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Volume 10, Edition 19 | May 17 - May 21, 2021

The Fed’s Plan for a Plan

Doug Walters, CFA
While investors remain myopically focused on inflation headlines, the Fed managed to slip the smallest of hints into its meeting minutes about another hot topic.

Contributed by Doug Walters, Max Berkovich

There was nothing to distract investors from a barrage of repetitive headlines about inflation risk in a fairly quiet news week. Higher inflation is a certainty, near-term, due to the pandemic dynamics, so the question is whether or not the increase is transient. The Fed continues to believe the rise in inflation will come and go, but they did drop an interesting nugget in their meeting notes published this week.

The Fed must balance its words more carefully than any other institution as trillions of dollars hang in the balance of every utterance. As discussed last week (Inflation Concerns Overdone), investors have been watching carefully for any sign that the Fed might begin tapering their assets purchases. These asset purchases have been a big tailwind for stocks, so signs of tapering could quickly create a headwind. This week in the Fed’s FOMC minutes, we got that first hint of taper talk. The notes indicate that some participants in the meeting suggested that if the economy continues to progress, it might be appropriate to think about… thinking about… discussing tapering. Now that is what I call being careful with your words.

The U.S. stock market handled this little nugget from the Fed reasonably well. Although the market was volatile, it ended fairly close to where it started.

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Headlines This Week

Labor Pains

  • Labor shortage headlines are echoing around Capitol Hill, prompting 22 governors to end their state’s participation in the $300 boost to weekly unemployment benefits. However, unemployment varies significantly by state. The states that suffered the most from pandemic still exhibit the highest rate of unemployment.
  • The governors’ anecdotal arguments are that the unemployment benefits are too generous and disincentivize people to go back to work. However, the San Francisco Federal Reserve provided some evidence that the impact on the labor market from the unemployment boost is likely minimal. The researchers at the SF Fed stated, “A job is worth much more than temporary unemployment insurance payments.”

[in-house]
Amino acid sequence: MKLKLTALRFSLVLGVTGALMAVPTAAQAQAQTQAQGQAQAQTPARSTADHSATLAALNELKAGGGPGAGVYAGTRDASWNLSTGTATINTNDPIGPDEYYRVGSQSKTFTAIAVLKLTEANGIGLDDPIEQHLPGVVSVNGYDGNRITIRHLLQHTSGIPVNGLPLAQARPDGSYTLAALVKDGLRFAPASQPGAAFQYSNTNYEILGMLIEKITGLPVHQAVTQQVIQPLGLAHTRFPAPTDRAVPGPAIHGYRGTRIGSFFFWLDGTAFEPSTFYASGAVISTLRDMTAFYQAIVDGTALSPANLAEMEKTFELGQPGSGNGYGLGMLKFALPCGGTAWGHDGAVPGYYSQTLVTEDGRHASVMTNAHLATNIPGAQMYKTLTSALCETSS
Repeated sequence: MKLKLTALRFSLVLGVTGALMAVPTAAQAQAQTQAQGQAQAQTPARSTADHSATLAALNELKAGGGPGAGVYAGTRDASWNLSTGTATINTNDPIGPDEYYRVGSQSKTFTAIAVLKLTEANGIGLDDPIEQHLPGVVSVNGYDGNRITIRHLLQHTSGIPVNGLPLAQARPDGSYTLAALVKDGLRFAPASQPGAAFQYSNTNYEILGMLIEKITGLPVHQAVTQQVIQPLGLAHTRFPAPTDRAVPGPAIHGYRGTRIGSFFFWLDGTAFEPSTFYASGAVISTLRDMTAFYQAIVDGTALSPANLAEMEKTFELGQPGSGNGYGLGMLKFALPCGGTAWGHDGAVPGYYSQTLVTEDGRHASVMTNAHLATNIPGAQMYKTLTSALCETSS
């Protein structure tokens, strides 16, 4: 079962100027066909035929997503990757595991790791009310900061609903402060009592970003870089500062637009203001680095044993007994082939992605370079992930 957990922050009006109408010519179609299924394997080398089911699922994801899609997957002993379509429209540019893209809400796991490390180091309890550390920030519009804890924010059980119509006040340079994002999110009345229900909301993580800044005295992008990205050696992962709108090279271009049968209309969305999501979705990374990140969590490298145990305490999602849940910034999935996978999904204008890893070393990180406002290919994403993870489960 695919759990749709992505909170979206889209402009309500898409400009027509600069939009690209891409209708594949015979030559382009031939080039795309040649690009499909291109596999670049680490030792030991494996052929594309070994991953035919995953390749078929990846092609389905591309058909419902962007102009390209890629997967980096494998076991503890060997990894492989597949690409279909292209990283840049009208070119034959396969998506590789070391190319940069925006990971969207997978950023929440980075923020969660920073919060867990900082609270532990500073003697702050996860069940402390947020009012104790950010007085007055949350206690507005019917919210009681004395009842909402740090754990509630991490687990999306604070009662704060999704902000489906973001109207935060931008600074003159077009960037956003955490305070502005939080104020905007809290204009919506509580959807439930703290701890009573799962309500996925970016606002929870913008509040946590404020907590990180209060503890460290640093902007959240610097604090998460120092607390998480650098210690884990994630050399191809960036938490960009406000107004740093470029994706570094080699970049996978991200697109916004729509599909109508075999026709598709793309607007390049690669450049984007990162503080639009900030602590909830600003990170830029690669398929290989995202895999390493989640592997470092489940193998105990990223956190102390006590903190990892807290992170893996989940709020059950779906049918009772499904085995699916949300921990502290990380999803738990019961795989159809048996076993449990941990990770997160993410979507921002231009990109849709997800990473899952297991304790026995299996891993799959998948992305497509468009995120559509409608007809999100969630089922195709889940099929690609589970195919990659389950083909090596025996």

• Other contributing factors preventing people from returning to work are concerns about safety and lack of childcare.

Fed Speak

The main takeaways from the Fed’s FOMC meeting minutes this week were:

  • The economy remains far from its goal.
  • Inflation risks are balanced, and the Fed sees the latest increase in inflation as transitory.
  • The Fed will most likely begin discussing tapering at upcoming meetings, especially if there is any evidence supporting more permanent inflation.

Earnings Report

  • The first-quarter earnings season shows an epic comeback from an economy that seemed to be in a dire situation just a year ago. The quick response by our government has helped corporations to swiftly return to growing their profits.
  • The S&P500 earnings grew by over 51%, the highest year-over-year earnings growth rate since 2010.
  • The retail industry joined the rest with blowout earnings results this week, with stores like Home Depot, Lowe’s, Target, and Walmart far exceeding their sales and earnings expectations.
  • Except for Industrials, all sectors showed positive earnings growth this quarter vs. a year ago.
  • The Financials sector remains the largest contributor to earnings growth this season, followed by Technology, Discretionary, Communication Services, and Health Care sectors.

Crypto-Cracks

Cryptocurrencies continue to come under pressure. Bitcoin is down well over 40% from its April peak. This space has come under pressure as countries have begun to tick up the rhetoric on regulation. This week, Treasury Secretary Yellen has proposed new reporting requirements to the IRS on any transfers over $10,000.

The Week Ahead

Another Inflation Barometer

While repeatedly looking at inflation data might get tiring, it is crucial to keep an eye on as it will drive the Federal Reserve’s action.

  • One inflation metric to look at next week will be Personal Consumption Expenditures (PCE), which historically has been the Fed’s preferred measure.
  • The forecast is for a sharp year-over-year increase of 2.7%, which would be the highest since the early 1990s.
  • While lower than the Consumer Price Index that leaped to 4.2% this month, another surprise might be in store if PCE follows the trend.

Economic Health Check

While next week is relatively quiet on the data front, some important releases warrant attention.

  • On the housing front, new home sales and pending home sales will be out to give insight into how hot the real estate market currently is.
  • Personal income and spending figures will be out next Friday with an expectation that personal income fell by 14.5% in April from March (due to the stimulus boost in March) while personal consumption has increased 0.6% month-over-month.
  • Some other important metrics to watch out for are durable goods orders, the consumer confidence index, and the second estimate of Q1 GDP.

Earning Season Wrap-up

Some of the last earnings reports for Q1 are out next week with some notable highlights.

  • On Wednesday, Nvidia (NVDA) is out after a choppy year but still riding the wave of demand for its graphic cards demanded by cryptocurrency miners.
  • Thursday will see two big names when Best Buy (BBY) and Salesforce.com (CRM) report.
  • Other reports to look at next week include Dell Technologies (DELL), HP (HPQ), Intuit (INTU), and Nordstrom (JWN).

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